October 22, 2019
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Rockland chocolate bar maker launches new line on $100,000 grant

Kate McAleer of Bixby and Co. has received a considerable stimulus from New York designer Tory Burch for reinventing the candy bar. The Tory Burch Foundation announced Monday that McAleer, founder of Rockland’s organic craft chocolate biz, is the company’s inaugural pitch winner. The honor comes with a $100,000 investment for product development.

McAleer was one of 500 female entrepreneurs from across the country who entered the competition — and the only from Maine. In March she was selected as a finalist, was voted to the top 10 and ultimately bested them all.

“I’m thrilled and excited. It’s really changing the dialogue on women and their access to capital,” said McAleer, reached by phone in Washington, D.C.

The Rockport resident presented her pitch before a panel of judges, from the head of the FDA, to the managing editor of Glamour Magazine to fashion models in Burch’s Manhattan headquarters last week.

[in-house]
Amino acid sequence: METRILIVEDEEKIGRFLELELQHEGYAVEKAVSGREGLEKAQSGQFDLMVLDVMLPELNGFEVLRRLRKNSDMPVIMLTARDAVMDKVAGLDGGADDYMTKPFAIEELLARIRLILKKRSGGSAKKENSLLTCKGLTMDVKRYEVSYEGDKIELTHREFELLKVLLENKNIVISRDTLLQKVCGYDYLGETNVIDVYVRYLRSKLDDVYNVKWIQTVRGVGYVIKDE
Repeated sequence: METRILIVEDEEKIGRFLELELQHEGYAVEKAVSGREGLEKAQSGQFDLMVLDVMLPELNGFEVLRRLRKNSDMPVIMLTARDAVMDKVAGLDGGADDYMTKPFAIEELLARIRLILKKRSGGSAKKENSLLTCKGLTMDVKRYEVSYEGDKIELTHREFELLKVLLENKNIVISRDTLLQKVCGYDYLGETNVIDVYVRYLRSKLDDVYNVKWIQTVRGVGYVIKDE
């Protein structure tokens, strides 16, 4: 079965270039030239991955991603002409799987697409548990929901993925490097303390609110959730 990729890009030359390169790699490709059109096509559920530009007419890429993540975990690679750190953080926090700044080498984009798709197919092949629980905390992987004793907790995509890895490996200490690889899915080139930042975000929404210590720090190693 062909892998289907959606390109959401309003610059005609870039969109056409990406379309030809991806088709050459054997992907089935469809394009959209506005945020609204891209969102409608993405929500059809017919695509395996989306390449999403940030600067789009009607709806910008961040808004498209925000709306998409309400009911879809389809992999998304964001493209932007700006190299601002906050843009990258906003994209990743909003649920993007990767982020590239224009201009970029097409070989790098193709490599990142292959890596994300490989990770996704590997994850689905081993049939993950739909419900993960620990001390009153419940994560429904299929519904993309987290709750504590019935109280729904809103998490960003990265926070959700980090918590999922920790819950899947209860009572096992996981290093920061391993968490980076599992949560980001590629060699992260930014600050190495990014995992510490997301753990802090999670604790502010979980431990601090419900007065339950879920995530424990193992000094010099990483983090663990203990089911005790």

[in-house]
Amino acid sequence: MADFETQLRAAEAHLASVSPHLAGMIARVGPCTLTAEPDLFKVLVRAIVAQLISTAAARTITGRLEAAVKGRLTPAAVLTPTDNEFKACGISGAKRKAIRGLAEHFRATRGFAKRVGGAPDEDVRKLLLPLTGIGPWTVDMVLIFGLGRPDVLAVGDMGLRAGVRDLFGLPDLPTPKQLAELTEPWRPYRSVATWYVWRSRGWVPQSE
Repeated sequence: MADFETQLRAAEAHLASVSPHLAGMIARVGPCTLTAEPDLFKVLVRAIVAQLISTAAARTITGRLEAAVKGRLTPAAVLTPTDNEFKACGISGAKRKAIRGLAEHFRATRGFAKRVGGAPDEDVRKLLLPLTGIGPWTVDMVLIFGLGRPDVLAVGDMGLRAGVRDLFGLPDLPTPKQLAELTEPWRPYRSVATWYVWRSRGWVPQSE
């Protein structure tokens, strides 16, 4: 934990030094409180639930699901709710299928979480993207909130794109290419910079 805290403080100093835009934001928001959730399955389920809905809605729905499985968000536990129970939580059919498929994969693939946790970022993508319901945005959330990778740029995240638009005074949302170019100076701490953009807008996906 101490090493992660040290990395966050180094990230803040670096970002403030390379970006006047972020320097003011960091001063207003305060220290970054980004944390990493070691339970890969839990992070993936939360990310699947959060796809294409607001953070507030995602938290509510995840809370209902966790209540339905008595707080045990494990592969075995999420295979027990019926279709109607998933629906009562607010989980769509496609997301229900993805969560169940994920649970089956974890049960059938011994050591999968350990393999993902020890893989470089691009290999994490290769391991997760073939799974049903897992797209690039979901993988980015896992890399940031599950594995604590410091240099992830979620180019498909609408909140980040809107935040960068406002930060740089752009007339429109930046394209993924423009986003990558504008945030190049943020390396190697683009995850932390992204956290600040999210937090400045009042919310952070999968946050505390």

“We were extremely impressed with the quality of Kate’s product and her vision for growing her business. She has a big dream and bold ambitions,” Burch said in a prepared statement. “We look forward to seeing how she will use this investment to build on her success so far.”

The entrepreneur knows exactly how she’ll spend the dough. In September or October she plans to launch a new product called Bixby Bites, portion controlled versions of her bigger bars sold in a pouch.

“This is a game changer. It allows us to continue to be competitive,” said the first Burch fellow. “The food business is very layered and textured. This is an opportunity to scale manufacturing and continue to grow.”

With the windfall she will buy equipment for her mini confections, but stopped short of saying Bixby and Co. will staff up to meet demand. Besides cash, McAleer gains access to education, mentoring and networking opportunities from the New York design house.

Beyond her inventive chocolate, offered in varieties like vegan dark chocolate, peanut and Maine sea salt, McAleer said the award is a vote of confidence for all Maine-made goods.

“Although Maine is a small state, we are competing on a national level and winning.”

 



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